Serendipitously, AeHIN discovered the root cause of the problem. After training a cohort of its members on HL7 (an international health information standard), participants commented in the post-course evaluation that while such standards were important building blocks, they were difficult to implement unless there was an overarching blueprint or enterprise architecture to serve as a reference for developers on how to put the components together. Responding to this gap, AeHIN hosted a certification training on enterprise architecture for another group who in turn commented that developing such a blueprint is tedious, time-consuming, and will not be adopted widely by stakeholders in a country unless there is a clear governance mechanism to support it. Following this thread, AeHIN then co-organized the training of another group on IT governance. This was when senior leaders of the network realized that the root cause of the challenges countries were facing with their national eHealth programs was the lack of foundations of governance, architecture, program management and standards (GAPS) in that sequence.
While governments already offered many programs to its citizens and held its respective ministries accountable for their successful implementations, eHealth presented itself as a complex program because it required several sectors, some from outside health such as ICT, to collaborate and ensure that the benefits are received by the stakeholders. For example, an electronic medical record program will fail without proper infrastructure investments from the Ministry of Information and Communications technology and trust in telemedicine services will be hampered unless there are clear government legislations on privacy and confidentiality. A national eHealth program is composed of several projects owned by different agencies and sectors and a multisectoral coordination mechanism led by the Ministry of Health is an important governance method to monitor the different activities and achieve success.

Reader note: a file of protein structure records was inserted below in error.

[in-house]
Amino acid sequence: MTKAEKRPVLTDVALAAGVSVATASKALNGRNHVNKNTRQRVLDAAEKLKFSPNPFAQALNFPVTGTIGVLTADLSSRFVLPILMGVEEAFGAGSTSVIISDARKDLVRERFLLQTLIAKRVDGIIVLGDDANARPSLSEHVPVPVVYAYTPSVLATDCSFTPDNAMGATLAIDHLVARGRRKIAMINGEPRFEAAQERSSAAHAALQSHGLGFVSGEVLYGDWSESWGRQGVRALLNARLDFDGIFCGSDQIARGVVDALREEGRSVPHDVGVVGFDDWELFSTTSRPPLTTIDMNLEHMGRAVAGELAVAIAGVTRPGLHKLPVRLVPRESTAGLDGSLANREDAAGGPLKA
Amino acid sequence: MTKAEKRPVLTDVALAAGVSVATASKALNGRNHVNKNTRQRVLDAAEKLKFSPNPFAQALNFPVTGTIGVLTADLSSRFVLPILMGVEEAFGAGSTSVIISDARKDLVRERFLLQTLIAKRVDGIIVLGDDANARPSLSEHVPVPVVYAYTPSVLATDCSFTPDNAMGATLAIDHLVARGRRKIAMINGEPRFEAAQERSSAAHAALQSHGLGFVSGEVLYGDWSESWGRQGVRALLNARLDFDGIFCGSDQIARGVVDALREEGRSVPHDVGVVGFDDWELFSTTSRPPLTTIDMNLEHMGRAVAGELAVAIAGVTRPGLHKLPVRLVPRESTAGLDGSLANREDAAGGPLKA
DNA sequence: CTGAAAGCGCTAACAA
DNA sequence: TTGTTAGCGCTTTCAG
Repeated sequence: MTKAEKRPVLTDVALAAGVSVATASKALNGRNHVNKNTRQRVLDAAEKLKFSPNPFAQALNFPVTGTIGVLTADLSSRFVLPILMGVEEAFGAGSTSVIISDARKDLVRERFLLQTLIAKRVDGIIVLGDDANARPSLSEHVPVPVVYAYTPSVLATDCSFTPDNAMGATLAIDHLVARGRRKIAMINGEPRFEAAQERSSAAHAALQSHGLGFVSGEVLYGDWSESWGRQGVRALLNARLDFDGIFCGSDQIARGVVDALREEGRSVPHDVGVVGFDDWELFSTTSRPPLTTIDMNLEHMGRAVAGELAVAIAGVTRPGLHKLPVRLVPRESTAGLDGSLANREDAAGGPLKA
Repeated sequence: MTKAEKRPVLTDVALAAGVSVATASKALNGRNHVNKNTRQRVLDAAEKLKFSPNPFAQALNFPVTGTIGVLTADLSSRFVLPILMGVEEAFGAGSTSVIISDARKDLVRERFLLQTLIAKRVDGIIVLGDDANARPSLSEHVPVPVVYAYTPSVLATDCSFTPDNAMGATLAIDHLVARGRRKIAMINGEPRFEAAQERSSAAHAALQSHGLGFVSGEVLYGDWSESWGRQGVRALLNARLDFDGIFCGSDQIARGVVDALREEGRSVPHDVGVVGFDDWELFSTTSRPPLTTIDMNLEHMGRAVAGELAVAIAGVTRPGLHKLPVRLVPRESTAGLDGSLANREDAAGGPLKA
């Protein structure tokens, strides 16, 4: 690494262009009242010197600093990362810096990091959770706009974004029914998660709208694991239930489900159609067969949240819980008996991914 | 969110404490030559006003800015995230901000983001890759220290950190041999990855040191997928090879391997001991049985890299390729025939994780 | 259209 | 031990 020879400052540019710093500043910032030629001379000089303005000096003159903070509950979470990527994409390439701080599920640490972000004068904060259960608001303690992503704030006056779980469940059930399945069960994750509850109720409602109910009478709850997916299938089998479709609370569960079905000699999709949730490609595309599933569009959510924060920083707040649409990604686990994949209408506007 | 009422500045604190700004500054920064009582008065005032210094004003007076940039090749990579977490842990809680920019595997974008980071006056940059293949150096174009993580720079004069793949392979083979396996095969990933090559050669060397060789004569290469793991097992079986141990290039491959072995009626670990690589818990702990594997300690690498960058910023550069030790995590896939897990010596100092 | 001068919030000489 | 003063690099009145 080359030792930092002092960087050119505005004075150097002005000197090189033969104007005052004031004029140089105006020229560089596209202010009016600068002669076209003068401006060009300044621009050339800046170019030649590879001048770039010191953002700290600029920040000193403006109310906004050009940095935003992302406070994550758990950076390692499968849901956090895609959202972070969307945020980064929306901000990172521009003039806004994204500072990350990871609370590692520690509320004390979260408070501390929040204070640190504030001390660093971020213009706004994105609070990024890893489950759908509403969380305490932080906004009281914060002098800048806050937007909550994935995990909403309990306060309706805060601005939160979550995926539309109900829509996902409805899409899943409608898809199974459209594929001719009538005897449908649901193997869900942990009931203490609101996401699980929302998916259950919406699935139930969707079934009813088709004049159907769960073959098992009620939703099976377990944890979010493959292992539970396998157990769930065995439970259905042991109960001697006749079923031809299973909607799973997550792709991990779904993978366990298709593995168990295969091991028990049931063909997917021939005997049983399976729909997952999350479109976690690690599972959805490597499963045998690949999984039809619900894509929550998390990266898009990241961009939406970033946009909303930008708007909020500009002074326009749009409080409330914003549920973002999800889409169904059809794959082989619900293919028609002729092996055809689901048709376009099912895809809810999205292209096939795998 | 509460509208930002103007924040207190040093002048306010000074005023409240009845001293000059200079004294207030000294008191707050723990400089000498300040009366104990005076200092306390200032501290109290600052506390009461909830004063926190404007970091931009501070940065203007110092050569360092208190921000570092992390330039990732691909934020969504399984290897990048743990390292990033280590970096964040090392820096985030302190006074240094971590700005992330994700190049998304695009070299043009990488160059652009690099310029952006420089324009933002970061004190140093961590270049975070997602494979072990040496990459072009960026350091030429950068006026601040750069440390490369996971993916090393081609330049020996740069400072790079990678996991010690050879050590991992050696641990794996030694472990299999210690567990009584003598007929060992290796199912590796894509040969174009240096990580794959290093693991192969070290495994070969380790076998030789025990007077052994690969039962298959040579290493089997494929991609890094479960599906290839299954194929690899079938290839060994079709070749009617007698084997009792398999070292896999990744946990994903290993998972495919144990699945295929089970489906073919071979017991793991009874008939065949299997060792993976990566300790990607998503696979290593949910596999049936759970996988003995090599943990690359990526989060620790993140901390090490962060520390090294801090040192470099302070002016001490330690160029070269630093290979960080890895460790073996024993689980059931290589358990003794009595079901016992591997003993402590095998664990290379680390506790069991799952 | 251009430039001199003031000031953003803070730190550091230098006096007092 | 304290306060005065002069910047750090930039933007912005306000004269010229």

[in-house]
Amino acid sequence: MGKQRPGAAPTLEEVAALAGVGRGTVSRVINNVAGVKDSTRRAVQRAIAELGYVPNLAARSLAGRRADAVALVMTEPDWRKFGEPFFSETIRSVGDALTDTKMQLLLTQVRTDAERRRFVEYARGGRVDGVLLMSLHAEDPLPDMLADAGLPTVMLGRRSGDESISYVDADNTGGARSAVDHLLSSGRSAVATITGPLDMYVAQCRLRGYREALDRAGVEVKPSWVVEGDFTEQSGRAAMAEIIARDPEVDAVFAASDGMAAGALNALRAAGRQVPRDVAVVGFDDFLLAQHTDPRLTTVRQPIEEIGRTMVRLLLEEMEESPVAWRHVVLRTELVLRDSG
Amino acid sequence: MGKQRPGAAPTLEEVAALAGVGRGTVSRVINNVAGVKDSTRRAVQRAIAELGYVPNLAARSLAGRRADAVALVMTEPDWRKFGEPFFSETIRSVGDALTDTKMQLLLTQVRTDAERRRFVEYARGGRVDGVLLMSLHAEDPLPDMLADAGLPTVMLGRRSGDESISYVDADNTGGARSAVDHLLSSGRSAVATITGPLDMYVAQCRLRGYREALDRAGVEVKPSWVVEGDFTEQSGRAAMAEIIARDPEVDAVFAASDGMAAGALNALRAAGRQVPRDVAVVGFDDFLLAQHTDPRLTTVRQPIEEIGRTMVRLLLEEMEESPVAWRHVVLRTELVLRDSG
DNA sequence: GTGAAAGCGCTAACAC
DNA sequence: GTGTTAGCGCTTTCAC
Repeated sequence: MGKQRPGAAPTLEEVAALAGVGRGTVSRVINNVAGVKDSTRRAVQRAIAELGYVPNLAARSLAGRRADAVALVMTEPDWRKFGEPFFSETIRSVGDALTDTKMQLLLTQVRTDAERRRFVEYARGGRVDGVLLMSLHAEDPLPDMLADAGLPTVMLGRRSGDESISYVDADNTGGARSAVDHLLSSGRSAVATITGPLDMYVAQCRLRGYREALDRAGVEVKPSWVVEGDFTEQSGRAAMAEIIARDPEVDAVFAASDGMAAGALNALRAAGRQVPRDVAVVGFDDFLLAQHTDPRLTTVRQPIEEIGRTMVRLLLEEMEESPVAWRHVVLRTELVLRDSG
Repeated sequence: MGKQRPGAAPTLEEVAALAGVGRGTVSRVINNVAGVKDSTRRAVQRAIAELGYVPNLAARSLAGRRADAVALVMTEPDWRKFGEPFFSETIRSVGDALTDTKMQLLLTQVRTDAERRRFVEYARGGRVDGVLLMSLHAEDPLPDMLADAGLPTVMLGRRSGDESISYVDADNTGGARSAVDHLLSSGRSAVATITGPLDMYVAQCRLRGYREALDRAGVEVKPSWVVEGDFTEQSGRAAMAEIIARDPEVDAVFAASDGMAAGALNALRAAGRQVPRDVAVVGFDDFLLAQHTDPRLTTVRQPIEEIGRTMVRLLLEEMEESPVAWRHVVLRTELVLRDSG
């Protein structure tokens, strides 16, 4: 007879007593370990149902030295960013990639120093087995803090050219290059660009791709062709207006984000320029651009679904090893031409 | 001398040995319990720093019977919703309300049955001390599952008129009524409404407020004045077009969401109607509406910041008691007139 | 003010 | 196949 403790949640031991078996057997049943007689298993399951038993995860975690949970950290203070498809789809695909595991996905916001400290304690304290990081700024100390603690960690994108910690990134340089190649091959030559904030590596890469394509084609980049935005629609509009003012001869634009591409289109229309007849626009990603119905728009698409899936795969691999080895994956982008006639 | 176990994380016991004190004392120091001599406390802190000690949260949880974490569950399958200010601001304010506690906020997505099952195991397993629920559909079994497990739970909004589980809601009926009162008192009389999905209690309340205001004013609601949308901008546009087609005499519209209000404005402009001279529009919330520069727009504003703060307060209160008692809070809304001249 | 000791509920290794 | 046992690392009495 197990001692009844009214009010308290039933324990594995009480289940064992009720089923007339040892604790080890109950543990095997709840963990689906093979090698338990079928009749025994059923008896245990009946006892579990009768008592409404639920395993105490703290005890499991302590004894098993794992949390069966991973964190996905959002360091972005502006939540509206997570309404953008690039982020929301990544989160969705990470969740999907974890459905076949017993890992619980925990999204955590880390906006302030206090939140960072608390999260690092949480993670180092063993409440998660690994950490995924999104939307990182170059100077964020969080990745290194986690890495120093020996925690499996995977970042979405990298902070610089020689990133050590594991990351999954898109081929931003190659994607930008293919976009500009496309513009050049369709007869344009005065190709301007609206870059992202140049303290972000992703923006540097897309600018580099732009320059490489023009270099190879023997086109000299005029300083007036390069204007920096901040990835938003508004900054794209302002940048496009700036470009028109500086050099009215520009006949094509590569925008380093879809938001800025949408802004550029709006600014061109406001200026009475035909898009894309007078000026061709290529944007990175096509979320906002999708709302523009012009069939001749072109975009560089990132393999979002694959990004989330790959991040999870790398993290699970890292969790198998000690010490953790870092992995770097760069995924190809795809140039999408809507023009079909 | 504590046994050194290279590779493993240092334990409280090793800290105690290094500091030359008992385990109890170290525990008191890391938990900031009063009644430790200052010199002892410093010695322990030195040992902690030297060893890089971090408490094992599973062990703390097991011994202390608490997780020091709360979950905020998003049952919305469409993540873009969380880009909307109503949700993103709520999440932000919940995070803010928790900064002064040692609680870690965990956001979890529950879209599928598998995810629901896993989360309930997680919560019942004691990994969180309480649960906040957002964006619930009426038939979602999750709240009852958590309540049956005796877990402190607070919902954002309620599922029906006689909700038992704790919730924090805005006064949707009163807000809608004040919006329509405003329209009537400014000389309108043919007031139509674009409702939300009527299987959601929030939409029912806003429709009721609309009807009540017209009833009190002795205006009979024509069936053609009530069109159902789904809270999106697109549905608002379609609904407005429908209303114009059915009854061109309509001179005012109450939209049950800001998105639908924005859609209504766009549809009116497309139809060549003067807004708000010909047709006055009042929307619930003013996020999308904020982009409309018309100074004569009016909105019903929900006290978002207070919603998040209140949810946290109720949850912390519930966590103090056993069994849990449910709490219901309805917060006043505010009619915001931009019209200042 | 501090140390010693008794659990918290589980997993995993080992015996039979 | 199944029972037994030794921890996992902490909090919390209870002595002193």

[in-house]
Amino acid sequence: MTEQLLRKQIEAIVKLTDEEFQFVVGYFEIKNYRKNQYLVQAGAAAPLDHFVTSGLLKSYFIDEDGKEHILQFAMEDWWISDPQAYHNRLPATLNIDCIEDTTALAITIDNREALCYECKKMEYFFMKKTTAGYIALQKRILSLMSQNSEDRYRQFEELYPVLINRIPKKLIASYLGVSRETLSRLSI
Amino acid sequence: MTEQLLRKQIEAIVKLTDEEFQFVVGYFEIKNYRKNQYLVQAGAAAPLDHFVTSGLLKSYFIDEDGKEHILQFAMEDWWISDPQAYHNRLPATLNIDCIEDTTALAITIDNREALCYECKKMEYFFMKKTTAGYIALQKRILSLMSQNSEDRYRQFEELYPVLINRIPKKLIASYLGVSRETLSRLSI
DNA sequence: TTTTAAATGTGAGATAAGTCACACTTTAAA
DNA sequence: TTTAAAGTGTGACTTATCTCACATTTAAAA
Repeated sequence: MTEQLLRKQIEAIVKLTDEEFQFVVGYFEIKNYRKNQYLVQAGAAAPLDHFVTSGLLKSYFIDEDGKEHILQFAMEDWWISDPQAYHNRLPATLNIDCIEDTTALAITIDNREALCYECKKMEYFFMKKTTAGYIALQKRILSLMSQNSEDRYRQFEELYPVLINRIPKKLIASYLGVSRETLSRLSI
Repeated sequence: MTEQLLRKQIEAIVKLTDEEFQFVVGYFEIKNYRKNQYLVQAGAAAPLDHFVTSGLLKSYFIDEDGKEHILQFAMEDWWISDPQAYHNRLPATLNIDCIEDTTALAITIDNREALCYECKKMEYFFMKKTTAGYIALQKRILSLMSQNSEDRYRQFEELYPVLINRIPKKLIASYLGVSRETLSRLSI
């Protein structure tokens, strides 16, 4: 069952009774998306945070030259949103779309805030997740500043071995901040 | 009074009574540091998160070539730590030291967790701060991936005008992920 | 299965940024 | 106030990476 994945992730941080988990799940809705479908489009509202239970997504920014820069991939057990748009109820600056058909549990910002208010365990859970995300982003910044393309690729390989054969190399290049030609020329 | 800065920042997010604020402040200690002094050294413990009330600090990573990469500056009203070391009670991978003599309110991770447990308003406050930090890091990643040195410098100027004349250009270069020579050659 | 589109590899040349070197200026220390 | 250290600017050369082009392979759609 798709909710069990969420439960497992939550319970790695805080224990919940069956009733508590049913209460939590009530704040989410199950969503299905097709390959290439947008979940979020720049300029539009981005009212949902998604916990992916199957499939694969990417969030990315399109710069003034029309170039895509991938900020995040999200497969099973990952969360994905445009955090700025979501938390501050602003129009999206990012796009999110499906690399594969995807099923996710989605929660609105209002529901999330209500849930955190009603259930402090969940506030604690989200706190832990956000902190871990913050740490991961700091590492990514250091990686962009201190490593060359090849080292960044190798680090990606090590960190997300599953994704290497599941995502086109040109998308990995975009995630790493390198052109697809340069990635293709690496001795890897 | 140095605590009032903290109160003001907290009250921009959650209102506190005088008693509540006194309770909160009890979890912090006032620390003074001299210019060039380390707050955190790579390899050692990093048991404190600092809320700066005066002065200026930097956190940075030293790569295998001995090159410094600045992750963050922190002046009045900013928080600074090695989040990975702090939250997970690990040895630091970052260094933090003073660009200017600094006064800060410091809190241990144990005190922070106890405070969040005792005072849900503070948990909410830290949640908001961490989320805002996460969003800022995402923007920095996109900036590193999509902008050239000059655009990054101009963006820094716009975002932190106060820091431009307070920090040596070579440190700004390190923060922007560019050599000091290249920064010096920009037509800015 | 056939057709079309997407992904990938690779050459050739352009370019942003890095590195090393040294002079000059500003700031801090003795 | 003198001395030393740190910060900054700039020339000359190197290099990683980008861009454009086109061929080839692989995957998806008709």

Left by themselves to design and implement their own eHealth projects, different government agencies could aggravate fragmentation and create silos if they do not reference a shared interoperability blueprint. Enterprise architecture ensures that there is a single common view of the whole eHealth program. The the blueprint constrains the interoperability capabilities of each component even as these are being built separately by different sectors.
The complex nature of eHealth systems requires that all its components, co-dependent on projects being managed by different agencies, are properly built within scope, budget and time. This demands effective program management capabilities from the Ministry of Health as the lead agency to convene, synchronize and coordinate regularly with other sectors such as ICT, finance, social protection, and development partners.